On August 25, two strangers arrived from Elk City, Idaho. They started asking around town if three men had come through with a half dozen horses. They said the men had stolen the horses. The strangers were told three men had come through town, sold the horses, and one was still in town, at the saloon.
 
The men went to the saloon and found Arnett playing cards. When they confronted Arnett, he said he wasn’t going to surrender and end up being hanged… That he would rather shoot it out right now. With his cards in one hand, Arnett went for his gun. Unfortunately, for him, the two men shot faster than Arnett, and killed him on the spot.
 
When the smoke cleared, Arnett was laying on the floor, cards still clutched in one hand and gun in the other. In fact, his hands clutched the cards and gun so tightly they couldn’t be pried open, and William Arnett was buried with two full hands. 

Rattlesnake Dick

As a teenager Dick Barter and two of his relatives went to the California goldfields to seek their wealth. Dick’s relatives found working a sluice box too tough and went up to Oregon. But Dick loved the possibility of becoming wealthy.

 
One of the richest areas was Rattlesnake Bar. Dick worked that area. He constantly told everyone how beautiful the area was and that Rattlesnake Bar would make him wealthy. So, people started calling him Rattlesnake Dick.
 
But it seems his personality was such that he irritated everyone around him. After working the area a couple of years, some cattle showed up missing. Although there was no proof, Rattlesnake was accused and arrested for stealing the cattle. Eventually he was found innocent. A few months later he was accused and arrested for stealing a mule. This time he was convicted. But, on his way to prison, another man confessed to the crime.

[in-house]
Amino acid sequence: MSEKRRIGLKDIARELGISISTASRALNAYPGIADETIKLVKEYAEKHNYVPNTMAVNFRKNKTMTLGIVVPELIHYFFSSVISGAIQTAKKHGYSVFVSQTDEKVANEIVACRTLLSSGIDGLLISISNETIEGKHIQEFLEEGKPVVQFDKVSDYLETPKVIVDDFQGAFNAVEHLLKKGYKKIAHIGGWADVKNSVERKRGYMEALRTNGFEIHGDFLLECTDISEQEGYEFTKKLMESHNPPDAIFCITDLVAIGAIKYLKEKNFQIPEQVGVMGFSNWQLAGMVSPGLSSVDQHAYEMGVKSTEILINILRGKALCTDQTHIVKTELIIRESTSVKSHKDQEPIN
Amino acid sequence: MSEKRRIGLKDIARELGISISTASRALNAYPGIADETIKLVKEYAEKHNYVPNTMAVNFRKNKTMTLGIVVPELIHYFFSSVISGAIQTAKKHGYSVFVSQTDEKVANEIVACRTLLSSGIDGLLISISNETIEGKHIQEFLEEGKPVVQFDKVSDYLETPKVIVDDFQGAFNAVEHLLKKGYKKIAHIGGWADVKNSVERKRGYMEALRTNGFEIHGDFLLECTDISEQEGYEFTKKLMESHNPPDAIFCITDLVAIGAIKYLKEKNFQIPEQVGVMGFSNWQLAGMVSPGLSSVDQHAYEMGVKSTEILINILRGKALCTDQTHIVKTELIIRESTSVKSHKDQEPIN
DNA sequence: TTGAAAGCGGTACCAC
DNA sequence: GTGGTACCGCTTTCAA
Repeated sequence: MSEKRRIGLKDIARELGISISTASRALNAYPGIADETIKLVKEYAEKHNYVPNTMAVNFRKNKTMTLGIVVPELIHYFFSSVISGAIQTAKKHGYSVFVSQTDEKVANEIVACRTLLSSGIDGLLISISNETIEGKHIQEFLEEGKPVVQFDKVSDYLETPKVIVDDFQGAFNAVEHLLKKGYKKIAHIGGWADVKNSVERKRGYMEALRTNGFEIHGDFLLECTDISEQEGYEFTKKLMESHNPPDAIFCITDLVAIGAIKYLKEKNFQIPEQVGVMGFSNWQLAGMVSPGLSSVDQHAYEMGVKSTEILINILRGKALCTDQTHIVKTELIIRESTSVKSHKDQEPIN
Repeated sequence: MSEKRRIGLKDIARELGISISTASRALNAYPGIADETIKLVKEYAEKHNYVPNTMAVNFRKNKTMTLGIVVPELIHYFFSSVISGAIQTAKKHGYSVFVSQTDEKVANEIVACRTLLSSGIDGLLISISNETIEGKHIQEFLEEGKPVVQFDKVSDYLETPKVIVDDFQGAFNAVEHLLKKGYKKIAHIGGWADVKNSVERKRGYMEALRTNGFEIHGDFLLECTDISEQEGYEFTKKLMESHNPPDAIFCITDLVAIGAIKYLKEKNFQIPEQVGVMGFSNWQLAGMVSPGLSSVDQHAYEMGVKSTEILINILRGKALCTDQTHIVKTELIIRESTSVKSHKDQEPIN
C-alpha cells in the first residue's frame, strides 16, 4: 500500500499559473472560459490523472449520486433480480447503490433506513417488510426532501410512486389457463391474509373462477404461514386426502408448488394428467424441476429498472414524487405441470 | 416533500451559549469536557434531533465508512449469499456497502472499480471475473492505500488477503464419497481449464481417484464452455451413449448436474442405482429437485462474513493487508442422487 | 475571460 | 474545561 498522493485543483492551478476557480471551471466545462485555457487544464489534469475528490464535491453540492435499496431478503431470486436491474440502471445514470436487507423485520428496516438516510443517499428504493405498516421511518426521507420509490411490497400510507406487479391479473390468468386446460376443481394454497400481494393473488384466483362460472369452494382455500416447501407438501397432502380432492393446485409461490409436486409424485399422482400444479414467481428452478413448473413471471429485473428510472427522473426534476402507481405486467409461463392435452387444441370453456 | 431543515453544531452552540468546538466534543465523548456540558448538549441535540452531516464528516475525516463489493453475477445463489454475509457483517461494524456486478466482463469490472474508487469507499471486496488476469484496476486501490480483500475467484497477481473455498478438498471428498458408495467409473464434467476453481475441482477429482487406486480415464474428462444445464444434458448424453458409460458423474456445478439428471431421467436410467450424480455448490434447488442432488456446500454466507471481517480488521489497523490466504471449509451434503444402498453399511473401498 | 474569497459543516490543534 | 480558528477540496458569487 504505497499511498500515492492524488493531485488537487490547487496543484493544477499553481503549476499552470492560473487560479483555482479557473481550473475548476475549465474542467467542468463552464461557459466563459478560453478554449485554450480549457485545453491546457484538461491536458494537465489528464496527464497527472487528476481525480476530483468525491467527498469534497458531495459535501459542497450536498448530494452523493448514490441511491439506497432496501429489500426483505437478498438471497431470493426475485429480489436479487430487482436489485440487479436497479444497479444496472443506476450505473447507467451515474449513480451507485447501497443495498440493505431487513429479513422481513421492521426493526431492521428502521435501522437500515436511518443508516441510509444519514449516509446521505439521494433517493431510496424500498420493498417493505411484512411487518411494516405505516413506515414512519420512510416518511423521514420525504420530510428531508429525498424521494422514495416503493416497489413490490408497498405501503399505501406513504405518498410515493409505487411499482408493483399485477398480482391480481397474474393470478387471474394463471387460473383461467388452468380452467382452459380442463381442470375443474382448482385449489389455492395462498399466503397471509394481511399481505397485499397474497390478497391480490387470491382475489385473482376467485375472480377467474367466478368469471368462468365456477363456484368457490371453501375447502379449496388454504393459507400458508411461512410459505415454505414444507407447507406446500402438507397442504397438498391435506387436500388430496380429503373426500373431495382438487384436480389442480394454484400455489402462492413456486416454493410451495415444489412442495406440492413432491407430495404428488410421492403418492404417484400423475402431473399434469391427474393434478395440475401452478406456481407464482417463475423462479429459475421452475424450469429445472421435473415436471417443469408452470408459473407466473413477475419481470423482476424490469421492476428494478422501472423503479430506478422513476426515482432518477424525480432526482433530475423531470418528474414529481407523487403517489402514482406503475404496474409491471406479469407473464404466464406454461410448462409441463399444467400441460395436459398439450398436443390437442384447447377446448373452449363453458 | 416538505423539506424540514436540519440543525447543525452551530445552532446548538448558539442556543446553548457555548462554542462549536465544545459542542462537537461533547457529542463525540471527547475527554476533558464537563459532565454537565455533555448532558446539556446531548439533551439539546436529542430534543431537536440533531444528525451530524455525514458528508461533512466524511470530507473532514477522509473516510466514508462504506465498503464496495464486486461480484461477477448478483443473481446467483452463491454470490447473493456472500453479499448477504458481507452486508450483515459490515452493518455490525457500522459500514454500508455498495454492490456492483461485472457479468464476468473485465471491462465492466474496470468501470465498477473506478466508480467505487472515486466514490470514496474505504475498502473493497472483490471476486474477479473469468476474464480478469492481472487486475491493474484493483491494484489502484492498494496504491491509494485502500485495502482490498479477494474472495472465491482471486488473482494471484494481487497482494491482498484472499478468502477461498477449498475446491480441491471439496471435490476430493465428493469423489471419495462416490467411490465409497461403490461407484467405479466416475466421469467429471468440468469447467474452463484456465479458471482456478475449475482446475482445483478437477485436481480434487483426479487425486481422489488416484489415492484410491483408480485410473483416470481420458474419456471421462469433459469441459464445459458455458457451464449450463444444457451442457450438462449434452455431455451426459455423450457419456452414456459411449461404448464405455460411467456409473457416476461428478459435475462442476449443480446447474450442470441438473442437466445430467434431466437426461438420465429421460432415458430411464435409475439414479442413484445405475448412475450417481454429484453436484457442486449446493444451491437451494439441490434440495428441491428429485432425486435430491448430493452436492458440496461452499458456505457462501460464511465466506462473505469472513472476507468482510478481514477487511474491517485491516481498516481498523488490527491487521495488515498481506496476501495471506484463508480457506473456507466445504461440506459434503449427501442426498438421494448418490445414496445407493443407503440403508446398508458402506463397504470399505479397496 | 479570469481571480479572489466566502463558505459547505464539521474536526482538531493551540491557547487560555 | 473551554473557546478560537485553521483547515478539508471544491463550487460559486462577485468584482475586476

Dick decided he had no future at Rattlesnake Bar, so he left. For two years he prospected with no incidents. Then miner’s items started disappearing, and Dick was again accused of taking them. To complicate things, a miner who had known Dick at Rattlesnake Bar told everyone about Dick’s background.
 
At this point Rattlesnake Dick decided that if everyone thought he was a thief, that’s just what he would become. And for the next three years he and his gang stole cattle and horses, robbed miners and stages.
 
Then on July 24, 1859 he met the fate of most outlaws and was killed by the sheriff. One could say, Rattlesnake Dick lived down to the expectations of others. 
 
 

Gambler Charles Cora Lynched

Following the money, in 1851 professional gambler Charles Cora traveled to San Francisco. He brought with him his 22-year-old paramour, Bella.
Gambling being legal, and Charles being a good gambler, he did well. But, San Francisco’s high society looked down upon them because he and Bella weren’t married.
 
In November of 1855 Charles and Bella went to a play at the American Theater. Their attendance outraged many of the attendees, including Marshall Richardson and his wife. Marshall Richardson asked them to leave. But Charles and Bella refused.
 
Over the next couple of days Charles and the Marshall exchanged insults, until one evening a drunken Marshall Richardson called Charles out. Shots were fired, and Marshall Richardson was dead.
 
In the first trial of Charles, the jury failed to come to a decision. So a second trial was scheduled. Charles Cora was confident of an acquittal… That is until May 14 when James Casey joined him in jail.
 
James Casey had shot James King, a respected newspaper editor. Ten thousand people gathered outside the jail, seeking vengeance for the shooting of King. Finally, the sheriff handed Casey over to the vigilantes. But they weren’t satisfied. They also wanted Charles Cora.
 
For two days Cora and Casey were held by the vigilantes. When the newspaper editor died, Cora and Casey’s fate was sealed. On May 22, as the editor was buried, Cora and King were hanged.
 
Had Casey not killed the editor, Cora would have probably gotten off with a second trial. But that’s not the only point of irony. Just before Cora was hanged, he and Bella got married. Had they done this nine months earlier, Cora wouldn’t have even been in jail.